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This decision is a great signal and a huge success for human-based, animal-free research that needs to be further developed and promoted,” says Dr. Tamara Zietek, scientist at Doctors Against Animal Experiments.
Dr. Zietek himself has been researching for years on 3-dimensional intestinal organoids at the TU Munich and witnessed the impressive development of these systems within the last 10 years.

Affe mit elektroden im Kopf

“Animal testing facilities need to be closed to allow funding– either from the state or, as in this case, from a foundation- to be used to build new centers dedicated to high-performance human-based in vitro research.”

Berlin is a model for this research, where the new research campus “The Simulated Man” is currently being built.
Emphasis should be there the development of new immunotherapies with cancer.

“For tens of millions of dollars to build new animal laboratories, as it is planned, for example, in Hamburg, is economically and scientifically dumb and absolutely not forward-looking,” complains. med. Zietek.


My comment: The well-known cancer researcher Dr. Irwin D. J. Bross, head of the Department of Life Statistics at the Roswell Park Memorial Institute in New York, said something very important about animal testing:

“Not a single drug for the treatment of human cancer was originally found through an animal experiment … The results of animal models of drugs or other remedies have caused nothing but confusion, and misled those cancer researchers who tried to draw conclusions from mice to humans pull. […]. From a scientific point of view, experiments on animals can therefore be described as pure fraud. Privately they (the experimenters) will admit that the animal model does not work, but they react with a “shrug of their shoulders” when asked if it works.

Labor Markierung an Affe

The animal experiment is simply a criminal method that must be abolished. We do not need alternatives for that. But we need a completely new system. So an animal-free research system. “


My best regards to all, Venus

If This Photo Does Not Send A Message About Global Warming; Then What Does ? – Husky photograph reveals troubling reality of melting ice in Greenland.

Huskies pull scientists through waters standing on a 1.2m-thick ice sheet in Inglefield Bredning in north west Greenland


Husky photograph reveals troubling reality of melting ice in Greenland


Photo by climatologist Steffen Olsen taken on same day island lost 2 billion tonnes of ice amid high temperatures

An extraordinary photograph of huskies pulling sleds through ankle-deep meltwaters on top of an ice sheet in Greenland has brought attention to the uncharacteristically warm temperatures affecting the Arctic.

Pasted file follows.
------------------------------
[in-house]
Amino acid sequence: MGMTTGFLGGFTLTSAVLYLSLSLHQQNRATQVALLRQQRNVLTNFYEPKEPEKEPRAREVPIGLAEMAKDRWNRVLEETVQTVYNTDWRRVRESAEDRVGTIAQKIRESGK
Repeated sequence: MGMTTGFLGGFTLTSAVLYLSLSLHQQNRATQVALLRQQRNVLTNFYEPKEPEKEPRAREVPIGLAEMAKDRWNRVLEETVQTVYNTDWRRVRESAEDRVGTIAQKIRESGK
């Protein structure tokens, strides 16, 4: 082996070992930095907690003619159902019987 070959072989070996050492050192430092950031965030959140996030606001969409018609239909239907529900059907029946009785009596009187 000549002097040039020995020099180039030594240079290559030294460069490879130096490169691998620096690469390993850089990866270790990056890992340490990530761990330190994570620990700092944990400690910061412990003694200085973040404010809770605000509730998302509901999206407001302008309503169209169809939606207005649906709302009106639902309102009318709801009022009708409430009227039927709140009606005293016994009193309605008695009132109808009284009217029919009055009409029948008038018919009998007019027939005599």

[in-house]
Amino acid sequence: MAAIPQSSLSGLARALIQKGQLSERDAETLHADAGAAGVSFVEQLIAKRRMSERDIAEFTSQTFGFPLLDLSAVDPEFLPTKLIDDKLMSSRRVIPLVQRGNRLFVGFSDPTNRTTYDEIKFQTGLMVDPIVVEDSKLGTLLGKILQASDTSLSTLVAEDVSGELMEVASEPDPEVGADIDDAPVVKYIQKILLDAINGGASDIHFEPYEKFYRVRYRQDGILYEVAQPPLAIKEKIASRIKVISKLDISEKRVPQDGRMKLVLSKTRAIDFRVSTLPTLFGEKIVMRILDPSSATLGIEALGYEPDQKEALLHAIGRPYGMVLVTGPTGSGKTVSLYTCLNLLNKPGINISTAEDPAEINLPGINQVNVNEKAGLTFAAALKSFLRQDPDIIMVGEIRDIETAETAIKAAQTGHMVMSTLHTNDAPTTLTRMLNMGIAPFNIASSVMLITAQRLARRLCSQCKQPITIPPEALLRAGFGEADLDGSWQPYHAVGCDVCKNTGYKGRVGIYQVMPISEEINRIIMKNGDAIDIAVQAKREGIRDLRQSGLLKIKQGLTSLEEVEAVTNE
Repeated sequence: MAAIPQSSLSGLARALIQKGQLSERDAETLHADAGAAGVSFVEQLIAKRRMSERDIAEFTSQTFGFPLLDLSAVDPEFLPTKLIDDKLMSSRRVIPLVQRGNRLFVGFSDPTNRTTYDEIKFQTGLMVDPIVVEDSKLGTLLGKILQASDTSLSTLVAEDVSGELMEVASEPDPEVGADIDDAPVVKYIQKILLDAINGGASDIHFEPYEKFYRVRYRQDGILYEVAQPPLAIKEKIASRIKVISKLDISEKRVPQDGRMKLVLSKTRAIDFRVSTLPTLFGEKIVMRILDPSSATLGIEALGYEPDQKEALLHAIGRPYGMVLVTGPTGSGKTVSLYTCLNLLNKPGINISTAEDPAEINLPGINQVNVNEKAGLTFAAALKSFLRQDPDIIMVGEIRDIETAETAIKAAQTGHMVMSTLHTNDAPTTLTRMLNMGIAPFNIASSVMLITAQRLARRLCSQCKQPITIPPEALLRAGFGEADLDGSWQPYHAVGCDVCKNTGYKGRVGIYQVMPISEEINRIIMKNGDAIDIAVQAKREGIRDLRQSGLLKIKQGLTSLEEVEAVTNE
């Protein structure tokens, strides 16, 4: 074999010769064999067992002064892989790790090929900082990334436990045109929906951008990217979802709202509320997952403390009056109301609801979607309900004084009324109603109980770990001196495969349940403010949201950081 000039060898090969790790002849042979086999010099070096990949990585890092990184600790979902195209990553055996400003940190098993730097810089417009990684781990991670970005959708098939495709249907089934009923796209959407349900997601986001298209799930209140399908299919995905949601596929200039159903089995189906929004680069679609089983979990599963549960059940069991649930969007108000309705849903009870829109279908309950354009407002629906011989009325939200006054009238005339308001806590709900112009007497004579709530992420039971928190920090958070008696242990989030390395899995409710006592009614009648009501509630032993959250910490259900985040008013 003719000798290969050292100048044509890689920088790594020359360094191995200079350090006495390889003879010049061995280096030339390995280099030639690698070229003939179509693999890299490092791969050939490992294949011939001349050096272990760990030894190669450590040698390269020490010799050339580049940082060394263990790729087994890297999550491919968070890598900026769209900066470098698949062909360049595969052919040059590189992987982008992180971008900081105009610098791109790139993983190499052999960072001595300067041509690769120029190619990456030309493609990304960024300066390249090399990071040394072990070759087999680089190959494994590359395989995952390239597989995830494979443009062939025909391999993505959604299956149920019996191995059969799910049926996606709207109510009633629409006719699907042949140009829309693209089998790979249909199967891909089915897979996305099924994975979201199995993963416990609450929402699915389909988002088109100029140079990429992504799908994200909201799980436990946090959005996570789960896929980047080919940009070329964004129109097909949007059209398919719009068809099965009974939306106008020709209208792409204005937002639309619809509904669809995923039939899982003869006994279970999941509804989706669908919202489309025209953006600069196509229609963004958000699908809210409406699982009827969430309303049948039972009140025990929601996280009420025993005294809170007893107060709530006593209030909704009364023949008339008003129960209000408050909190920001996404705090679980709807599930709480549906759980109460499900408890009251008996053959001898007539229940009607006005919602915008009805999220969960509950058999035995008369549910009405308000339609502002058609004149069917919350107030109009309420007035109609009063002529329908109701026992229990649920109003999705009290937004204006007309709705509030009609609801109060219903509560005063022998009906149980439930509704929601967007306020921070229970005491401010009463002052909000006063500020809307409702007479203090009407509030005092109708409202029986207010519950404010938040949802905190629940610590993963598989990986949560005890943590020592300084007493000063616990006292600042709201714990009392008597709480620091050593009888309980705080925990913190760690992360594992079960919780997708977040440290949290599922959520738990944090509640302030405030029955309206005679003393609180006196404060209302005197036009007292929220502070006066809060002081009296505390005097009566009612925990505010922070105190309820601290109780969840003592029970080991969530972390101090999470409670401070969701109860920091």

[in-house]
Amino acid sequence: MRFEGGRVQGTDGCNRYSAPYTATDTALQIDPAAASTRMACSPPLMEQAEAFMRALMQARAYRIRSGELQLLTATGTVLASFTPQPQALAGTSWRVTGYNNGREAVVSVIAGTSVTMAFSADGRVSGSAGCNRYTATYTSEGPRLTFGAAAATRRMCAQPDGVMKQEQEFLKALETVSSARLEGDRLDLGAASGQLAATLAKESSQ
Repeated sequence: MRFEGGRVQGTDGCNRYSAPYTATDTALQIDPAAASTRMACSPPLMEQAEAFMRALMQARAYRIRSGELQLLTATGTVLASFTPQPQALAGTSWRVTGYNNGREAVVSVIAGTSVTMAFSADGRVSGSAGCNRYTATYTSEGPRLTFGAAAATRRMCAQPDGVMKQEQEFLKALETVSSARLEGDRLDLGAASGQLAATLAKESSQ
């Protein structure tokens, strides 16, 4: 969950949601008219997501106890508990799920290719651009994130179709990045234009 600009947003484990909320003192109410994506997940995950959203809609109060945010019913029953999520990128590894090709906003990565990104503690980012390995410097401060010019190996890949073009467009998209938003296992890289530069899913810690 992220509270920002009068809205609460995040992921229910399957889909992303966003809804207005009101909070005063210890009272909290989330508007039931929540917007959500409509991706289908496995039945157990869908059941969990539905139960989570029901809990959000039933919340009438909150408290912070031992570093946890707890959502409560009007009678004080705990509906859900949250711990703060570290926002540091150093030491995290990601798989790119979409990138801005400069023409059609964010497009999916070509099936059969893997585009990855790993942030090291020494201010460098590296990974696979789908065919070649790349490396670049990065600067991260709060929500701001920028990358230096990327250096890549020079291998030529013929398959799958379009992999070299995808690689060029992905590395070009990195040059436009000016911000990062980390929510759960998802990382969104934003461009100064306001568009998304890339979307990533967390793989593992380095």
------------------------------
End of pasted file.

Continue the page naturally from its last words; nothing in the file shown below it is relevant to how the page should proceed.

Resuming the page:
Danish climatologist Steffen M Olsen took the picture on 13 June while on a routine mission through the Inglefield Gulf in northwest Greenland.

The rapidly melting ice caused difficult and dangerous conditions for the team of climatologists who were retrieving weather station equipment from the area.

The thin layer of water was standing on top of an ice sheet around 1.2 metres deep, Dr Olsen said on Twitter.

“We know the ice is around 1.2m thick and that we have about 870m [of] water below us. Together with the local hunters we have been measuring also ice thickness from December to now. An ongoing activity for almost a decade now.”

Dr Olsen’s colleague Ruth Mottram, an expert on Greenland’s ice sheet, told The Independent the onset of unusually warm temperatures combined with very few cracks in the ice meant the rapid accumulation of meltwater was unable to drain through the solid sheet of ice.

She said along with local hunters who still live a traditional subsistence lifestyle in this region, climatologists from the Danmarks Meteorologiske Institut (DMI) had worked for several years to monitor ice and ocean conditions in Inglefield Bredning – a fjord in north western Greenland near the settlement of Qaanaaq.

She said: “In the project they place instruments on the sea ice that forms in the bay in winter each year and then retrieve them around about now in late spring/early summer before the sea ice breaks up, in order not to lose what are pretty expensive instruments into the ocean!

“This year the expedition to retrieve the instruments (by dog-sled, still the most practical way to get around in this region at this time of year) ran into a lot of standing water on the sea ice. The ice here forms pretty reliably every winter and is very thick which means that there are relatively few fractures for meltwater to drain through.

“Last week saw the onset of very warm conditions in Greenland and in fact much of the rest of the Arctic, driven by warmer air moving up from the south.”

She added: “The DMI weather station nearby at Qaanaaq airport registered a high of 17.3C on Wednesday and 15C on Thursday, which is pretty warm for Northern Greenland, even in summer!”

On Monday evening Dr Olsen wrote on Twitter the expedition to retrieve the instruments had been successful. “We managed to recover the remaining instruments so now to the data recovery and hopefully heading home in a couple of days,” he said.

Greenland is currently in the grip of near-record levels of ice melt, with the day Mr Olsen took the photograph – 13 June – seeing the country lose more than 2 gigatons (equal to 2 billion tons) of ice on that day alone.

The sudden spike in melting “is unusual, but not unprecedented”, Thomas Mote, a research scientist at the University of Georgia who studies Greenland’s climate, told CNN.

“It is comparable to some spikes we saw in June of 2012,” he said.

That year saw record-setting ice melt with almost the entire ice sheet experiencing melting for the first time in recorded history.